WASHINGTON— As the competition between the world’s two largest economies heats up, the Biden administration is preparing a new programme that could prohibit U.S. investment in certain sectors in China.
According to copies of the reports seen by The Wall Street Journal, the Treasury and Commerce departments informed lawmakers on Capitol Hill on Friday that they were considering a new regulatory system to address U.S. investment in advanced technologies abroad that could pose risks to national security.
Several news outlets have reported that the Biden administration is considering measures to either forbid or collect data on specific types of investments.
The reports didn’t specify which industries the Biden administration considers to be especially dangerous, but they did state that the initiative would focus on those that could help rival militaries advance.
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The US government, the reports suggest, may outright ban certain investments while simultaneously collecting data on others in order to better inform policy decisions in the future. The reports did not identify any particular technological fields that were deemed precarious by the Biden administration. However, according to The Wall Street Journal, the programme will prioritise sectors that could help military capabilities of competitors.
Private equity and venture capital investments in cutting-edge fields like quantum computing, AI, and advanced semiconductors are expected to be covered, according to those who are familiar with the programme. For instance, the United States government is trying to discourage American investors from helping Chinese firms gain access to technology and expertise that could increase the efficiency and precision with which Beijing makes military decisions.
According to the US Treasury department report, the programme would focus on “preventing US capital and expertise from being exploited in ways that threaten our national security while not placing an undue burden on U.S. investors and businesses,” as per the news report.
The names of the countries that would fall under the new regulations were not mentioned in the reports. According to those in the know, however, the focus of the Biden administration’s rulemaking efforts will be on protecting American investments in China.
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According to the report, the US Treasury and Commerce Departments planned to finalise their policy on the matter soon. According to the report, the two agencies said they planned to request more funding for the investment programme in the White House budget, which is scheduled for release next week.
According to the results, there has been an increase in members thinking about moving their supply chains out of China. As relations between the U.S. and China have worsened, some companies with large supply chains in China, including Apple Inc., are taking steps to diversify where they source and manufacture their products.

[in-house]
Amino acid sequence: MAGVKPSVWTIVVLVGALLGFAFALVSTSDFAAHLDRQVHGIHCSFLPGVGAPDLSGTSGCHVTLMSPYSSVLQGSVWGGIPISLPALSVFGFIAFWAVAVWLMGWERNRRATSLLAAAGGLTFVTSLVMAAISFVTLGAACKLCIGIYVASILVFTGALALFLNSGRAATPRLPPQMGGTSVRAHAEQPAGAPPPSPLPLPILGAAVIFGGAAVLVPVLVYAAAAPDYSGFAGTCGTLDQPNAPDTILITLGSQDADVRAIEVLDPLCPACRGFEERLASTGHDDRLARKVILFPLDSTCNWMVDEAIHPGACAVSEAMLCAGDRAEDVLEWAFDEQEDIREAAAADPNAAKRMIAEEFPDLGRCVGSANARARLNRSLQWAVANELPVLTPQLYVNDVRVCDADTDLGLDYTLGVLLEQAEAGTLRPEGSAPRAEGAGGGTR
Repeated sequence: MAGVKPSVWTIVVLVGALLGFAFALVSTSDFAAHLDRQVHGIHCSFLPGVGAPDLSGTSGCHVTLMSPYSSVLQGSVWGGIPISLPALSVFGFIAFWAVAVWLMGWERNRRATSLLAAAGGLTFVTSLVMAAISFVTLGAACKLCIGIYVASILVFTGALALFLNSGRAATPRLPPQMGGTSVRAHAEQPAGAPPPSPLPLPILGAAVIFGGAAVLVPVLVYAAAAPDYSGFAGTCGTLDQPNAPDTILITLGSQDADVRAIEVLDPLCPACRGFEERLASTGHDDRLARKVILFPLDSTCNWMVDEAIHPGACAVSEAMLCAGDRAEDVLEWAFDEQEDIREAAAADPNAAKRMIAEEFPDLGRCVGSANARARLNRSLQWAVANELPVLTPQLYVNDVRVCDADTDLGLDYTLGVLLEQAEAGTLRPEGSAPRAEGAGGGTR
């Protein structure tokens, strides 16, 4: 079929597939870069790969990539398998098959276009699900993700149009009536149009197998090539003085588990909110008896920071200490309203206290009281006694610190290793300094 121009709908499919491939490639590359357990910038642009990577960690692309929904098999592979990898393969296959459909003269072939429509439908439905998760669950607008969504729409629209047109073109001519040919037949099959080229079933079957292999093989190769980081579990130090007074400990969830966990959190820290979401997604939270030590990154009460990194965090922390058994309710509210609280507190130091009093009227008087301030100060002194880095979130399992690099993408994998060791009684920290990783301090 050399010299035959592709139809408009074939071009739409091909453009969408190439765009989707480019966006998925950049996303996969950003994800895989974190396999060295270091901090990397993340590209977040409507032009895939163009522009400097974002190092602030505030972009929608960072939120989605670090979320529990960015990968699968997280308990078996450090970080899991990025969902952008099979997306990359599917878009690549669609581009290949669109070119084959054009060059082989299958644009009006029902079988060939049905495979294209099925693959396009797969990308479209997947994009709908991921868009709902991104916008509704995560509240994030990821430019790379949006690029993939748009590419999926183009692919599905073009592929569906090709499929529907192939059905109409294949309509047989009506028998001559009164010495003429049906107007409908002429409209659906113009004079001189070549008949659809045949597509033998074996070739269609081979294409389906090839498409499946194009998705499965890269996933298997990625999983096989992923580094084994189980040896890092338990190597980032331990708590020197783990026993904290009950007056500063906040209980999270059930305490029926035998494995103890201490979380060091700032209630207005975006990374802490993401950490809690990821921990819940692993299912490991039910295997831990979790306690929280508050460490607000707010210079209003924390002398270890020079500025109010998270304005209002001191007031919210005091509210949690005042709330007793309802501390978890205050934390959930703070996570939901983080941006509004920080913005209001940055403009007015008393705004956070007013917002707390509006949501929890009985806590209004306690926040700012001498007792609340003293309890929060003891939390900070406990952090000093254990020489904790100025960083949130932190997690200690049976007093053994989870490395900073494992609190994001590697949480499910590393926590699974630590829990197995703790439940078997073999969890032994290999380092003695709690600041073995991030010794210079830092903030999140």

Lockheed Martin Corp. and a weapons-making unit of Raytheon Technologies Corp. are two of the American businesses that China has recently sanctioned because of their alleged involvement in the sale of weapons to Taiwan. As American defence companies are generally prohibited from selling weapons to China, the sanctions were largely symbolic.
As the geopolitical rivalry between the United States and China has intensified and Washington has moved to limit the activities of some business sectors there, American companies are under more scrutiny at home over their dealings in China.
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The Biden administration is considering revoking export licences issued to U.S. suppliers for sales to sanctioned Chinese telecom company Huawei Technologies Co., according to The Wall Street Journal on Tuesday, citing people familiar with the matter.
Some policy and legal experts have speculated that the administration may choose to merely disclose potentially problematic transactions without enacting any formal mechanisms to prevent them. There appears to be room to consider more stringent regulations as well. According to one source familiar with the situation, the administration could hold a public hearing to get feedback on certain aspects of the proposed change.
Like the earlier bill, the order will likely aim to remedy what proponents of investment screening see as a deficiency in the government’s current level of regulation. Joint ventures in which U.S. firms transfer knowledge or technology to Chinese partners, as well as investments in China by Silicon Valley venture capital firms using U.S. funds or China affiliates, are of particular concern.
For instance, the Journal has previously reported that by late last year, Sequoia Capital’s China unit had made at least 40 investments in Chinese semiconductor-sector companies since 2020.
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According to a company spokesperson, Sequoia’s China operation is run by a local team in China that is responsible for its own set of funds and investment decisions.